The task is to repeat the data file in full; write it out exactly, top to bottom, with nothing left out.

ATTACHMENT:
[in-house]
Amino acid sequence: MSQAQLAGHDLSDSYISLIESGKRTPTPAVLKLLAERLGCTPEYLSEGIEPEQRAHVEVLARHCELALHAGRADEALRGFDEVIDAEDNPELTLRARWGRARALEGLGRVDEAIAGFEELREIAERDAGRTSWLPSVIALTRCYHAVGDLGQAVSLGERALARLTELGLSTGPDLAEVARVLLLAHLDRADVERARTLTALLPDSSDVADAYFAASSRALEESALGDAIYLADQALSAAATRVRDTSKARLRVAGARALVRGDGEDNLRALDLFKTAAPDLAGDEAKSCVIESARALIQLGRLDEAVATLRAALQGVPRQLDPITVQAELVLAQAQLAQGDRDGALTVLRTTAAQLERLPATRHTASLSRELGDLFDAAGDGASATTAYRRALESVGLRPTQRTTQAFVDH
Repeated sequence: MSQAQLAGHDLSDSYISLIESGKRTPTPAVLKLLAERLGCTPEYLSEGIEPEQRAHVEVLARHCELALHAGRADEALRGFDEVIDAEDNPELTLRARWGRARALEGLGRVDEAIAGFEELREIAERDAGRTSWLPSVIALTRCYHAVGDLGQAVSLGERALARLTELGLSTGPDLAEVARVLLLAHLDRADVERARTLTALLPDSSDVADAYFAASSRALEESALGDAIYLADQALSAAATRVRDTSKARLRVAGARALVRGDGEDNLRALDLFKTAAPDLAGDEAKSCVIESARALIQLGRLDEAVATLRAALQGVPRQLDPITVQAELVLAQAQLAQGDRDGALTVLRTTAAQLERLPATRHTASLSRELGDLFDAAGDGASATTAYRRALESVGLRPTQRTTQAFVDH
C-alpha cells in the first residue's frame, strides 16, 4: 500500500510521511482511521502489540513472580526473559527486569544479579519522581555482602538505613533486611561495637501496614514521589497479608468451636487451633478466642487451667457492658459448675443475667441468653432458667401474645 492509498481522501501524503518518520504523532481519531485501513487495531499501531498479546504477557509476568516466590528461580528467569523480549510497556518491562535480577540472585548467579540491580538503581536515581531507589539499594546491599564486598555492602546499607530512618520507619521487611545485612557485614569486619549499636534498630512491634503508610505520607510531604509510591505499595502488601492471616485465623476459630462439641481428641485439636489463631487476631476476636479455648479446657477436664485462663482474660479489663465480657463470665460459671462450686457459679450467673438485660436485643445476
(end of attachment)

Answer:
[in-house]
Amino acid sequence: MSQAQLAGHDLSDSYISLIESGKRTPTPAVLKLLAERLGCTPEYLSEGIEPEQRAHVEVLARHCELALHAGRADEALRGFDEVIDAEDNPELTLRARWGRARALEGLGRVDEAIAGFEELREIAERDAGRTSWLPSVIALTRCYHAVGDLGQAVSLGERALARLTELGLSTGPDLAEVARVLLLAHLDRADVERARTLTALLPDSSDVADAYFAASSRALEESALGDAIYLADQALSAAATRVRDTSKARLRVAGARALVRGDGEDNLRALDLFKTAAPDLAGDEAKSCVIESARALIQLGRLDEAVATLRAALQGVPRQLDPITVQAELVLAQAQLAQGDRDGALTVLRTTAAQLERLPATRHTASLSRELGDLFDAAGDGASATTAYRRALESVGLRPTQRTTQAFVDH
Repeated sequence: MSQAQLAGHDLSDSYISLIESGKRTPTPAVLKLLAERLGCTPEYLSEGIEPEQRAHVEVLARHCELALHAGRADEALRGFDEVIDAEDNPELTLRARWGRARALEGLGRVDEAIAGFEELREIAERDAGRTSWLPSVIALTRCYHAVGDLGQAVSLGERALARLTELGLSTGPDLAEVARVLLLAHLDRADVERARTLTALLPDSSDVADAYFAASSRALEESALGDAIYLADQALSAAATRVRDTSKARLRVAGARALVRGDGEDNLRALDLFKTAAPDLAGDEAKSCVIESARALIQLGRLDEAVATLRAALQGVPRQLDPITVQAELVLAQAQLAQGDRDGALTVLRTTAAQLERLPATRHTASLSRELGDLFDAAGDGASATTAYRRALESVGLRPTQRTTQAFVDH
C-alpha cells in the first residue's frame, strides 16, 4: 500500500510521511482511521502489540513472580526473559527486569544479579519522581555482602538505613533486611561495637501496614514521589497479608468451636487451633478466642487451667457492658459448675443475667441468653432458667401474645 492509498481522501501524503518518520504523532481519531485501513487495531499501531498479546504477557509476568516466590528461580528467569523480549510497556518491562535480577540472585548467579540491580538503581536515581531507589539499594546491599564486598555492602546499607530512618520507619521487611545485612557485614569486619549499636534498630512491634503508610505520607510531604509510591505499595502488601492471616485465623476459630462439641481428641485439636489463631487476631476476636479455648479446657477436664485462663482474660479489663465480657463470665460459671462450686457459679450467673438485660436485643445476